Top Features of Sitecore Rocks

Over the past few months I have been spending more time getting familiar with useful features in Sitecore Rocks in an effort to boost productivity.  Below are some of my favorite features.  I will not be covering how to set up Sitecore Rocks within Visual Studio.  This link will take you to the setup of Sitecore Rocks within Visual Studio: http://vsplugins.sitecore.net/default.aspx.

Cache Management

When developing within Sitecore a lot of the times we need to clear the caches in order to see changes.  Instead of using [local]/sitecore/admin/cache.aspx to clear the caches, Sitecore Rocks has all the caches accessible in Visual Studio.  Here you can clear specific caches or even clear all caches without leaving Visual Studio.  Simply right-click on the caches area and you will see the options.

Cache Management

Cache Management

Quick Item Creation for Testing of Repeated Items

Sitecore developers know all too well that when developing we are going to be using databound controls such as ASP.NET ListView server controls to display repeated items from the content tree.  Instead of duplicating one item at a time using the Sitecore Content Editor we can create all these items at once to do some testing, which will save us Sitecore developers a bit of time just to see if our code is functioning as intended.  All you need to do is open up Sitecore Explorer and click on the item where you want to add the items as children, then click Ctrl-A. This will bring up the “Add New Item” dialog box:

Add New Items Dialog Box

Add New Items Dialog Box

Now, you simply select the template and how many items you want to create.  In the above example I select the Repeat template and add 3 more items.  Now, I have 4 “Repeat Template” items in the content tree as children of the item selected initially:

Addition of Multiple Items At Once

Addition of Multiple Items At Once

Creation of Items from Files

Maneuvering between Sitecore Content Editor and Visual Studio can be a pain when you want to create a layout or sublayout and then tie it to the layout or sublayout item in the content tree.  Sitecore Rocks helps us Sitecore developers by giving us the ability to create items from the Web User Controls or Web Forms within Visual Studio.  Below is an example of a basic Visual Studio Sitecore solution:

Basic Sitecore Solution

Basic Sitecore Solution

Using the above example, I want to create a sublayout item in the content tree using the “Sandbox Sublayout.ascx”  web user control.  To do this I simply right-click on the web user control and hover over Sitecore where I see another window open up and I click on “Create Items From Files…” (if this option is not available you will need to connect the solution to the databases by right-clicking on the solution and then hovering over Sitecore, then click “Connect…”).  Now you will see the Create Items from Files dialog box:

Create Items From Files Dialog Box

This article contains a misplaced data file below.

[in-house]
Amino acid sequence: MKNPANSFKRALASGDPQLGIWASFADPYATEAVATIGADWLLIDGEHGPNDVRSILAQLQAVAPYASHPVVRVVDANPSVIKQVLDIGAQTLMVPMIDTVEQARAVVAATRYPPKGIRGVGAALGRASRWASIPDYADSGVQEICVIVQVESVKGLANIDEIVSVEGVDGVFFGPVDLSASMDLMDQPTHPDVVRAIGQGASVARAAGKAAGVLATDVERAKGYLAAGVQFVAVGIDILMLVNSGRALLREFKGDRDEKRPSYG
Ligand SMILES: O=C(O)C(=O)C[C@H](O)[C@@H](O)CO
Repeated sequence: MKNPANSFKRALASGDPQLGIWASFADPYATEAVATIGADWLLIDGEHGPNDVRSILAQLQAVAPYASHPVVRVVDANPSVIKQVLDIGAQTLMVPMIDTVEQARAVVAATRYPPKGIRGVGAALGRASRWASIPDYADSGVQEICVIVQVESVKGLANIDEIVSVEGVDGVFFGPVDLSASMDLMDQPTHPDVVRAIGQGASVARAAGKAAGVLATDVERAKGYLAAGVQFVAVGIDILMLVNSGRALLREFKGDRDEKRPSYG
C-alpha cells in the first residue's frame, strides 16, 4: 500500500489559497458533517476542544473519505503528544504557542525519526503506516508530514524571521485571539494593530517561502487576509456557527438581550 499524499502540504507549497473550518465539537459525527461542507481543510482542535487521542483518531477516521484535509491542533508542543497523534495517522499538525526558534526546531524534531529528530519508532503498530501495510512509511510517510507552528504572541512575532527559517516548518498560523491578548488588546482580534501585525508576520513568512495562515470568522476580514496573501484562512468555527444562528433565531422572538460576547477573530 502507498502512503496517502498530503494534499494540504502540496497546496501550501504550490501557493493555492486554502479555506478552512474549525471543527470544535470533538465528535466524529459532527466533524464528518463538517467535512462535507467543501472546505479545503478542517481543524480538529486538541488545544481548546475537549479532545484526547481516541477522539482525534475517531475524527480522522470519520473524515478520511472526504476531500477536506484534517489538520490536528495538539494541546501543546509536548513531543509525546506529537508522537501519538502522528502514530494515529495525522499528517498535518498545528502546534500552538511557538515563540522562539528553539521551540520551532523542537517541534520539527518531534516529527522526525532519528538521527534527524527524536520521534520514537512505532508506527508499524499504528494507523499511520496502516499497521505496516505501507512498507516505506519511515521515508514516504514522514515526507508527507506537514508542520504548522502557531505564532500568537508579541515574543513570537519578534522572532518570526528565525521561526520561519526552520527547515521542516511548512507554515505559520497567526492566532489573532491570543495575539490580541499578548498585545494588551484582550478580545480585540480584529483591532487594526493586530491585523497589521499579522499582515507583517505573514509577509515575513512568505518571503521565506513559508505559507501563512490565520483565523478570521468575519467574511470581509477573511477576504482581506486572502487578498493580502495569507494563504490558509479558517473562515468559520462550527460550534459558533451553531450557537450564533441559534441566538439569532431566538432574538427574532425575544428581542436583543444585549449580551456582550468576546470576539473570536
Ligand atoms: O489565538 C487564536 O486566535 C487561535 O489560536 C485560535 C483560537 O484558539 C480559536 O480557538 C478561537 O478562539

Create Items From Files Dialog Box

Now we simply select where we want the item created.  In the above example I select the “layouts\sublayouts\Sandbox” folder in the Master database then click on OK.  Now I get the Log dialog box that shows me that the item was created:

Item Created in Content Tree

Item Created in Content Tree

Now if I refresh the content tree in Sitecore Explorer I can see the new item I created from the file in Visual Studio:

Item Created From File

Item Created From File Now in Content Tree

If I view the sublayout item I can see the path is correct to where my file is located in my basic Visual Studio Sitecore solution:

Sublayout Details

Sublayout Details with Correct Path to File

Publishing Items and Dependencies

Another useful feature of Sitecore Rocks is the ability to publish items and their dependencies.  This comes in handy when you may have don’t may have forgotten what was associated with the item such as the layouts, sublayouts, template, etc.  So instead of having to remember what was associated with the item, Sitecore Rocks will take care of that for you and publish the item AND it’s dependencies.  For this example I have created an item in the content tree called Sample Item which is using the Sample Item template that comes out of the box with a standard Sitecore installation.  In the Layout Details, I am using the Sample Layout, also out of the box with a standard Sitecore installation, and then set the Sandbox Sublayout as the rendering using the Content placeholder:

Sample Item to Publish with Dependencies

Sample Item to Publish with Dependencies

Sample Item Layout Details

Sample Item Layout Details

Now, if I right-click on the “Sample Item” in the content tree and hover over “Tools”, then hover over “Publishing”, I will then see the “Publish Item and Dependencies…” option.  When clicked upon we get the Publish dialog box with the dependencies that will we can select to publish.  Notice the Sample Item, Sample Layout, Sandbox Sublayout, and Sample Item template:

Publish Items with Dependencies Dialog Box

Publish Items with Dependencies Dialog Box

Now, when we click on the OK button all the dependent items will be published and this relieves us from some of the guesswork involved in our day to day Sitecore development.

 

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